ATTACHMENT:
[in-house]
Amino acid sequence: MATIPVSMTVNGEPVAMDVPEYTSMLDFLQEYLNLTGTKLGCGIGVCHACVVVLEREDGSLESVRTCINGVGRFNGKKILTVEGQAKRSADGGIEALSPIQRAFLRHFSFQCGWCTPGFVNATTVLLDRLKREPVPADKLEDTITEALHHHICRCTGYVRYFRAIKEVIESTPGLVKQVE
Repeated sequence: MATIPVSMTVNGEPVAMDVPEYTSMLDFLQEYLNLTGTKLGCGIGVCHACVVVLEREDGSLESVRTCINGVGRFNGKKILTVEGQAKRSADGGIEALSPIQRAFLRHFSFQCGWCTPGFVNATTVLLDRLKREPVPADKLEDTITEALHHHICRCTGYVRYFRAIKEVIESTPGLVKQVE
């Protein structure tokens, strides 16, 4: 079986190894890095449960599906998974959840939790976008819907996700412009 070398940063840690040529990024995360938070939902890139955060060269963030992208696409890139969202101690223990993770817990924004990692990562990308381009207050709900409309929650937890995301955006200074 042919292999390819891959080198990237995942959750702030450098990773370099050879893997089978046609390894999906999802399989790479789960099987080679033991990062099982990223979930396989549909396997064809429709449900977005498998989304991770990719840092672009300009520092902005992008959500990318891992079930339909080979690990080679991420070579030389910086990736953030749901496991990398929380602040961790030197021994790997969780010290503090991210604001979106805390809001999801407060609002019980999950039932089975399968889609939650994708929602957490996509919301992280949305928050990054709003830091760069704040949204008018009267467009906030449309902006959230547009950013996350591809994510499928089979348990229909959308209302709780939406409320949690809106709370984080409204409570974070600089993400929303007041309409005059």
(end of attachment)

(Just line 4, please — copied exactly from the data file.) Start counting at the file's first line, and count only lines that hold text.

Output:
């Protein structure tokens, strides 16, 4: 079986190894890095449960599906998974959840939790976008819907996700412009 070398940063840690040529990024995360938070939902890139955060060269963030992208696409890139969202101690223990993770817990924004990692990562990308381009207050709900409309929650937890995301955006200074 042919292999390819891959080198990237995942959750702030450098990773370099050879893997089978046609390894999906999802399989790479789960099987080679033991990062099982990223979930396989549909396997064809429709449900977005498998989304991770990719840092672009300009520092902005992008959500990318891992079930339909080979690990080679991420070579030389910086990736953030749901496991990398929380602040961790030197021994790997969780010290503090991210604001979106805390809001999801407060609002019980999950039932089975399968889609939650994708929602957490996509919301992280949305928050990054709003830091760069704040949204008018009267467009906030449309902006959230547009950013996350591809994510499928089979348990229909959308209302709780939406409320949690809106709370984080409204409570974070600089993400929303007041309409005059």